10 Tips For New Graduates That I Wish Someone Had Given Me 40 Years Ago

My Facebook feed is filled with photos of smiling college graduates. If you want to share some real advice with the graduates in your life, try these tidbits. Here's what nobody told me at my graduation 40 years ago that I wished they had.
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My Facebook feed is filled with photos of smiling college graduates, sandwiched by their proud parents and momentarily forgetting about the mountain of debt they've just accumulated. With the photos taken comes the whispered words of advice in the graduate's ear. It's the "plastics" scene from "The Graduate," and when accompanied by a congratulations card stuffed with a check, it will hold the graduate's attention -- if briefly.

But if you want to share some real advice with the graduates in your life, try these tidbits instead. Here's what nobody told me at my graduation 40 years ago that I wish they had:

1. Framed diploma notwithstanding, it's pretty likely that you still don't have a clue what you want to be when you grow up -- and that's OK.

You will likely change jobs a lot; I know my generation did. The Bureau of Labor Statistics said the youngest baby boomers held an average of almost 12 jobs between the ages of 18 and 48. You can probably expect to switch careers a few times as well. Don't worry too much about it.

I graduated college with a double major in English and Education at a time when urban teachers were in short supply. The "interview" for my teaching position in Newark, N.J., was more a "sign up" than any actual screening or selection process. I joked how it consisted of little more than putting a mirror under my nose to check if I was breathing.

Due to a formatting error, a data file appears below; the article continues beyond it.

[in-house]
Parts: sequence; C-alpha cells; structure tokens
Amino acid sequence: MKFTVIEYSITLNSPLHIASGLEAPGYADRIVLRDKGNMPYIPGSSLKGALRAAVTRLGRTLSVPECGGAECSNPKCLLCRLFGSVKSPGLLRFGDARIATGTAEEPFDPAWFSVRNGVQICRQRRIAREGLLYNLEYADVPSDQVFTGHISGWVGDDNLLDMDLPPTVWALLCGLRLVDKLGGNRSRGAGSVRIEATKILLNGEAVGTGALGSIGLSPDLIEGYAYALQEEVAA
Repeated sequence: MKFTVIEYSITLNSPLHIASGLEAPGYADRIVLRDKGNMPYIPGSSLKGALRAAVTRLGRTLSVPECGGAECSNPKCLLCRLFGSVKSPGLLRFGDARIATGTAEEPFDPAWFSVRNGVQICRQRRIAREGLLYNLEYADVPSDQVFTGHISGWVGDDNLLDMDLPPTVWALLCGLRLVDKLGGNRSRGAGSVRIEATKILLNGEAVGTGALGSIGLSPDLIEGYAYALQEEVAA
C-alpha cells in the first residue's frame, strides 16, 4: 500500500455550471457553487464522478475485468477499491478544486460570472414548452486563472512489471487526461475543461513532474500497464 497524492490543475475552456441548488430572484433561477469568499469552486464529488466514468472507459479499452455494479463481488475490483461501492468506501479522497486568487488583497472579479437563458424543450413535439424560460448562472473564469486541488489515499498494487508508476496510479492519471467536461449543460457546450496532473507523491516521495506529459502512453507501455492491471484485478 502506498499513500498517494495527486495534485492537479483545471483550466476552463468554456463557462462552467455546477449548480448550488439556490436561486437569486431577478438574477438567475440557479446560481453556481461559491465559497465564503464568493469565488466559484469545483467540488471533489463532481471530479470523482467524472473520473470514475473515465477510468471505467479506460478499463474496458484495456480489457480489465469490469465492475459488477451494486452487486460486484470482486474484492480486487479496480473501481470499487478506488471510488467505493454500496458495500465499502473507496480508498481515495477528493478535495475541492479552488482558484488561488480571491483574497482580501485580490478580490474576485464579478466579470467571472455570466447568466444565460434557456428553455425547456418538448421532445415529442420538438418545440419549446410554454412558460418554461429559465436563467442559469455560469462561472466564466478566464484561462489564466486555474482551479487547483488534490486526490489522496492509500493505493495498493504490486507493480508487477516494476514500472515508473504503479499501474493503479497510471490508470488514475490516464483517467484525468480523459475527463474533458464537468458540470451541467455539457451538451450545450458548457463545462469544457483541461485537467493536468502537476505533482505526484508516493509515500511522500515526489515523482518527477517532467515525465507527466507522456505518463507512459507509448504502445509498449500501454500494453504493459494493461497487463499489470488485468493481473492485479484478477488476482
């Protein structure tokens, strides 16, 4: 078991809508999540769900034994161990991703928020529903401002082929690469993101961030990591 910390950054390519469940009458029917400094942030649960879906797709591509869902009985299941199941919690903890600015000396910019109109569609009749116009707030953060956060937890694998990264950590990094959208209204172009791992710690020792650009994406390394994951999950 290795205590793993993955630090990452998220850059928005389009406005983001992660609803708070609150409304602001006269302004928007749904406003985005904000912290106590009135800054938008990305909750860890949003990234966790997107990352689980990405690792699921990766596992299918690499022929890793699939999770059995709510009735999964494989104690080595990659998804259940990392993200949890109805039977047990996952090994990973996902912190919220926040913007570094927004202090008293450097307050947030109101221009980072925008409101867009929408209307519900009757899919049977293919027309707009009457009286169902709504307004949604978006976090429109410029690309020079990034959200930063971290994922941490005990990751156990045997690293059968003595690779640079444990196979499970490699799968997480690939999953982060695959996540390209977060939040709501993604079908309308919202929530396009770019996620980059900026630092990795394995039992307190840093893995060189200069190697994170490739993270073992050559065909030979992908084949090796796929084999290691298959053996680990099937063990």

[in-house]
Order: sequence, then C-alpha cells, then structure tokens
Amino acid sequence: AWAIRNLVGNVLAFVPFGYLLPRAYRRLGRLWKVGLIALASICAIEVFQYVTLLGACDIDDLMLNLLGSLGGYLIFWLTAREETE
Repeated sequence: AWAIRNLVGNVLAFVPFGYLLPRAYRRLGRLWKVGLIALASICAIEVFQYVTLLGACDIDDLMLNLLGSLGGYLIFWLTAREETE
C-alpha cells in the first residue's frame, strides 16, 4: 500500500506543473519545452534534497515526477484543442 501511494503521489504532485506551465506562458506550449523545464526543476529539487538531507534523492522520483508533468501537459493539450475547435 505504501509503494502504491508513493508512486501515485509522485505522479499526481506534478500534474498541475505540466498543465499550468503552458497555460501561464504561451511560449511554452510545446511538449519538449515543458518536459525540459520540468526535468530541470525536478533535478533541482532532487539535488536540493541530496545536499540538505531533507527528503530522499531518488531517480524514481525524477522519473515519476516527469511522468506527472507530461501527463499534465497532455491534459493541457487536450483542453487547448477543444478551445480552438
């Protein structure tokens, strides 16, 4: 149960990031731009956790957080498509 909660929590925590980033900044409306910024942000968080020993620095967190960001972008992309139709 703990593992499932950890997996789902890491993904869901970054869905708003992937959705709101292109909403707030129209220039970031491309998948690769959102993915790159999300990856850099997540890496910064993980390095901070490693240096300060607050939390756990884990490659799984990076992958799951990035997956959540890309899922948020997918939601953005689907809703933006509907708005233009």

I lasted just six weeks on the job before I quit. Then I walked into the office of my local newspaper and asked for a writing job. When I said I had never taken a journalism class in my life, the gruff city editor chomped on his cigar and said "Good, then you won't have much to unlearn." I took a 40 percent pay cut and never looked back.

2. When you get your first real paycheck, immediately go talk to a financial planner.

Financial planners aren't just for rich people or older people. Navigating your financial life successfully isn't something best left to your latter years or taking advice for amateurs. There is a skill involved here. Hiring an independent financial planner may be the best investment you ever make. Pay for advice. Just don't pay for someone to sell you something.

Start socking money away. Fully fund your company's 401k. Do it now, not when you are 50.

3. Where you live matters.
There is probably no job worth having if it means you must live where you don't want to live. You will be miserable.

I am not a city person. I need the quiet of nature and for the past 25 years have lived in a remote mountain community outside of greater Los Angeles. My commute has been a bitch and most people think I'm crazy. I live in the only part of Los Angeles that I could, for me.

I once worked in New York City. The noise and over-crowdedness crippled me. I walked around the city not invigorated by its energy but paralyzed by its intensity.

Figure out where you want to live and look for a job there.

4. Take a gap year, but not straight after college.